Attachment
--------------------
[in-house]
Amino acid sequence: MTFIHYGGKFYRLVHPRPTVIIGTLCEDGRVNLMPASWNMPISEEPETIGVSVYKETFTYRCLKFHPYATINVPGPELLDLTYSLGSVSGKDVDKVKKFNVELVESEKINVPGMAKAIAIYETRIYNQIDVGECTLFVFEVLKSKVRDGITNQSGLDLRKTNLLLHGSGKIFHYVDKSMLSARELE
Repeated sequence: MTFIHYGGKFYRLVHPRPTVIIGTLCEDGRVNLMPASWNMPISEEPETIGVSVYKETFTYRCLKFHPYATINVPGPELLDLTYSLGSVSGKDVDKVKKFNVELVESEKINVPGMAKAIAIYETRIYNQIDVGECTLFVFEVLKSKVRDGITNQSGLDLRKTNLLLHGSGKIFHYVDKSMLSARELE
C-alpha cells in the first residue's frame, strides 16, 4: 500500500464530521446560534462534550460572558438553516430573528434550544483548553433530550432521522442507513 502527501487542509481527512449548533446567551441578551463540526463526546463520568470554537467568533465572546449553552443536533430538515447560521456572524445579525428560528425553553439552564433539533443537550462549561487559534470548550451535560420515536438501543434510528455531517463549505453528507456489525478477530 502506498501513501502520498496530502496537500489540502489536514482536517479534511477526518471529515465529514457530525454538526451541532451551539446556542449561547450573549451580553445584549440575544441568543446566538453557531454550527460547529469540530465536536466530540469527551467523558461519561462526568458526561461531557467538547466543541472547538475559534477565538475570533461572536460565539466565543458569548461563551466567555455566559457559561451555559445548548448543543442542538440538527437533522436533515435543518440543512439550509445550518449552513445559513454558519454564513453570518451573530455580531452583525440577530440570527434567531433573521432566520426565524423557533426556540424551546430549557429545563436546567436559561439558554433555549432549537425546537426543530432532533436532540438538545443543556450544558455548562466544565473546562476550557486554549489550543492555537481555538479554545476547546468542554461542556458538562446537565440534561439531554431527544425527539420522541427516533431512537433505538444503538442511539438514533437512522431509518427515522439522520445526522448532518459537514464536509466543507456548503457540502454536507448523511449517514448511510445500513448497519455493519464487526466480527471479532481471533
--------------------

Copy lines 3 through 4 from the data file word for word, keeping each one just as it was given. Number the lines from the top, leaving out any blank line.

Repeated sequence: MTFIHYGGKFYRLVHPRPTVIIGTLCEDGRVNLMPASWNMPISEEPETIGVSVYKETFTYRCLKFHPYATINVPGPELLDLTYSLGSVSGKDVDKVKKFNVELVESEKINVPGMAKAIAIYETRIYNQIDVGECTLFVFEVLKSKVRDGITNQSGLDLRKTNLLLHGSGKIFHYVDKSMLSARELE
C-alpha cells in the first residue's frame, strides 16, 4: 500500500464530521446560534462534550460572558438553516430573528434550544483548553433530550432521522442507513 502527501487542509481527512449548533446567551441578551463540526463526546463520568470554537467568533465572546449553552443536533430538515447560521456572524445579525428560528425553553439552564433539533443537550462549561487559534470548550451535560420515536438501543434510528455531517463549505453528507456489525478477530 502506498501513501502520498496530502496537500489540502489536514482536517479534511477526518471529515465529514457530525454538526451541532451551539446556542449561547450573549451580553445584549440575544441568543446566538453557531454550527460547529469540530465536536466530540469527551467523558461519561462526568458526561461531557467538547466543541472547538475559534477565538475570533461572536460565539466565543458569548461563551466567555455566559457559561451555559445548548448543543442542538440538527437533522436533515435543518440543512439550509445550518449552513445559513454558519454564513453570518451573530455580531452583525440577530440570527434567531433573521432566520426565524423557533426556540424551546430549557429545563436546567436559561439558554433555549432549537425546537426543530432532533436532540438538545443543556450544558455548562466544565473546562476550557486554549489550543492555537481555538479554545476547546468542554461542556458538562446537565440534561439531554431527544425527539420522541427516533431512537433505538444503538442511539438514533437512522431509518427515522439522520445526522448532518459537514464536509466543507456548503457540502454536507448523511449517514448511510445500513448497519455493519464487526466480527471479532481471533